There was a Charles C. Cameron who lived in Harper's Ferry ca 1823 according to this blog.

Was the Charles C. Cameron, a soldier in the War of 1812, the same individual who was living in Jefferson Co., Virginia (now West Virginia) in 1850 as an armorer and in 1860 with "no calling"?

Sunday, September 4, 2011

Friday, September 2, 2011

Plaque Of Graves At Chalmette Battefield

This photo was taken pre-Hurricane Katrina.  The last time we were New Orleans (site of the Chalmette Battlefield) the National Cemetery was still closed for repairs.


Four Veterans of the War of 1812 were re-interred here.  Only the Unknown veteran fought at the Battle of New Orleans.  He died on his way home to Tennessee after the war.

Unknown Veteran*   Section 23, Grave No. 12,540
J. A. Franks  Section 107, Grave No. 8,795
Major Nathaniel Wells   Section 46A, Grave No. 13,150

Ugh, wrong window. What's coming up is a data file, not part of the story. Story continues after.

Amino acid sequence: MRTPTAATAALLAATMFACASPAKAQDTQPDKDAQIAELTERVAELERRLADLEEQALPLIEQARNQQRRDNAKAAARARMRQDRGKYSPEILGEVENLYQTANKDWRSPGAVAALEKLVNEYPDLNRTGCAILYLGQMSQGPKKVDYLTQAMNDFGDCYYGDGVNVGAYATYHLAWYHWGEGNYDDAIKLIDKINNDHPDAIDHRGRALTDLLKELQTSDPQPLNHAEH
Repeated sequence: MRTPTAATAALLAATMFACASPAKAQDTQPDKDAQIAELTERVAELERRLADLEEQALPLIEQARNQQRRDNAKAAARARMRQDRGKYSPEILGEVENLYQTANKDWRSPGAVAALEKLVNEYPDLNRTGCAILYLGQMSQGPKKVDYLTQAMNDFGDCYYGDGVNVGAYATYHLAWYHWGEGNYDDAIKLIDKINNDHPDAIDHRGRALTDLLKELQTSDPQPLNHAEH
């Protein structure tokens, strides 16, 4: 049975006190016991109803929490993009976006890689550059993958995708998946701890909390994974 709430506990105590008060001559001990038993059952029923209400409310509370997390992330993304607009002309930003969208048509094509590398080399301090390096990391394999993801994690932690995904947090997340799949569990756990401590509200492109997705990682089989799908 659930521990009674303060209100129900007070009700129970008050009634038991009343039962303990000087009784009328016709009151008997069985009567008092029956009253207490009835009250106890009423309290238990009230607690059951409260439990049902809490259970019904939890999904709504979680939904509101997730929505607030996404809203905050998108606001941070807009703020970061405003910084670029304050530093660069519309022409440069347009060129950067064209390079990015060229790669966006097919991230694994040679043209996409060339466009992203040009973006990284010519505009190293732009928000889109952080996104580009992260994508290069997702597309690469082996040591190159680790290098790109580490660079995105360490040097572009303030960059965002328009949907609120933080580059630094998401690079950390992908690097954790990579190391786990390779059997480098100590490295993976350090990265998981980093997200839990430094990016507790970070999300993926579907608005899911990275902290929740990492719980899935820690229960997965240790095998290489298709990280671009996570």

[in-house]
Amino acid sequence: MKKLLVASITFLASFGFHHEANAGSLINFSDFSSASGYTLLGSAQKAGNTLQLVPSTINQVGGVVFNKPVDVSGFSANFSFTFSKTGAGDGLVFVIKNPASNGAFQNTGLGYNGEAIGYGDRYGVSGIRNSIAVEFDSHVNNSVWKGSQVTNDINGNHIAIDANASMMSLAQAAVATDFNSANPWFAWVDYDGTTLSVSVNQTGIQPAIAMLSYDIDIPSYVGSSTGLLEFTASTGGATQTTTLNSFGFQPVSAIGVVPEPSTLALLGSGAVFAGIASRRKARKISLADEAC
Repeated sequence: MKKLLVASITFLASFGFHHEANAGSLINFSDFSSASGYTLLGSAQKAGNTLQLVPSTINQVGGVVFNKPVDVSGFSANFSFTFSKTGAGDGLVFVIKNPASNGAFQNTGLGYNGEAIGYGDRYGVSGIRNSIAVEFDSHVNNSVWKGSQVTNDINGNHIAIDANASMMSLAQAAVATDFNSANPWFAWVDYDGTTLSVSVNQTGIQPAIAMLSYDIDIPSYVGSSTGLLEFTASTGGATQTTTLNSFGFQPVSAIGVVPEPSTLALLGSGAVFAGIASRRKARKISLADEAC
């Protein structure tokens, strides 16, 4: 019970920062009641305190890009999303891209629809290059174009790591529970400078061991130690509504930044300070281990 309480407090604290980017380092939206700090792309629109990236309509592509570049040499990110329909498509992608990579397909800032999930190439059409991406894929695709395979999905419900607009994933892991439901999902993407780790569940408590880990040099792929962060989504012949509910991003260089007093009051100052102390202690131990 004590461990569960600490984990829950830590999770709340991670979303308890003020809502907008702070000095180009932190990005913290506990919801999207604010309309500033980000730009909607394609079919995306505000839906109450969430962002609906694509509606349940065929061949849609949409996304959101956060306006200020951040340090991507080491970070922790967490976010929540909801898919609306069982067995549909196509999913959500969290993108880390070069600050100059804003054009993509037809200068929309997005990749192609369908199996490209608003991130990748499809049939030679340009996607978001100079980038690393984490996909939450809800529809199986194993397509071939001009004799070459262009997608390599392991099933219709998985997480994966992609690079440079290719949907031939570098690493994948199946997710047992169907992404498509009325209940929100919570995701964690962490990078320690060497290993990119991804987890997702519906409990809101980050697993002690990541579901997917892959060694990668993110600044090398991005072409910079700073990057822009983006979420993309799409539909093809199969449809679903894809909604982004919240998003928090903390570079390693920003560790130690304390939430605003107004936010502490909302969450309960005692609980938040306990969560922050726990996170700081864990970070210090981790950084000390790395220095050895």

Captain Stephen R. Proctor  Section 135, Grave No. 11,094
 
*From History of Pike County, Mississippi:


While doing research for his book he (Luke W. Conerly) discovered that an Unknown Soldier from the War of 1812 had been buried in Pike County.  In 1908 he corresponded with the War Department about the Unknown Soldier from Tennessee with General Carroll's Division that was buried about 11 miles east of Magnolia near the banks of Love's Creek [Mississippi] on the Brumfield family property.  The family there had maintained the grave about 93 years marking it with a slab of yellow pine. The US government funded the remains to be exhumed and relocated to the Chalmette Cemetery.  Luke and Superintendent O'Shea of the Chalmette Cemetery were led to the grave by Henry S. Brumfield a grandson of the original owner of the Brumfield plantation.  The pine slab marking the soldiers grave had rotted and the inscription of the name could not be identified.  Two brass buttons were found with the remains and fragments of a blue uniform.  The remains were taken by train to the Chalmette Cemetery and buried with military honors.  Upon his tomb is engraved "Unknown Soldier U.S.A. War of 1812."